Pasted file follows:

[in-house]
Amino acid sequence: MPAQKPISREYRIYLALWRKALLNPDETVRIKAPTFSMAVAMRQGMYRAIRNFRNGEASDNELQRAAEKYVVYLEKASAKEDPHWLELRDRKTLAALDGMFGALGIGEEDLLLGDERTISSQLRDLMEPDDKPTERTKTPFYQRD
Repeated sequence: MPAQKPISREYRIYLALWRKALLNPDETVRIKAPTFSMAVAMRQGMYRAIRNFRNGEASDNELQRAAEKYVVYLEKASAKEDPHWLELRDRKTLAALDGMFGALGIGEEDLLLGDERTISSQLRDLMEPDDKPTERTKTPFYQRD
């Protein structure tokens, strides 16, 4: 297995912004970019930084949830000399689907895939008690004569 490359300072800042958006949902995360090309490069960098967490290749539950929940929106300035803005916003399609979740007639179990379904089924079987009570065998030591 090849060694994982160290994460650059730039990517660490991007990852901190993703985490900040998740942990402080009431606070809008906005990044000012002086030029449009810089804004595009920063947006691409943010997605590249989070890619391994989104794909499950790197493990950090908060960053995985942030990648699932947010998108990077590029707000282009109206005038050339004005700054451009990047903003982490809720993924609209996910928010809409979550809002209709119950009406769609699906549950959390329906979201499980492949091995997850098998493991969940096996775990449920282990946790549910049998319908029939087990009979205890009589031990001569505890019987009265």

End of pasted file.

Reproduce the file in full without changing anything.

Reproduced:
[in-house]
Amino acid sequence: MPAQKPISREYRIYLALWRKALLNPDETVRIKAPTFSMAVAMRQGMYRAIRNFRNGEASDNELQRAAEKYVVYLEKASAKEDPHWLELRDRKTLAALDGMFGALGIGEEDLLLGDERTISSQLRDLMEPDDKPTERTKTPFYQRD
Repeated sequence: MPAQKPISREYRIYLALWRKALLNPDETVRIKAPTFSMAVAMRQGMYRAIRNFRNGEASDNELQRAAEKYVVYLEKASAKEDPHWLELRDRKTLAALDGMFGALGIGEEDLLLGDERTISSQLRDLMEPDDKPTERTKTPFYQRD
């Protein structure tokens, strides 16, 4: 297995912004970019930084949830000399689907895939008690004569 490359300072800042958006949902995360090309490069960098967490290749539950929940929106300035803005916003399609979740007639179990379904089924079987009570065998030591 090849060694994982160290994460650059730039990517660490991007990852901190993703985490900040998740942990402080009431606070809008906005990044000012002086030029449009810089804004595009920063947006691409943010997605590249989070890619391994989104794909499950790197493990950090908060960053995985942030990648699932947010998108990077590029707000282009109206005038050339004005700054451009990047903003982490809720993924609209996910928010809409979550809002209709119950009406769609699906549950959390329906979201499980492949091995997850098998493991969940096996775990449920282990946790549910049998319908029939087990009979205890009589031990001569505890019987009265």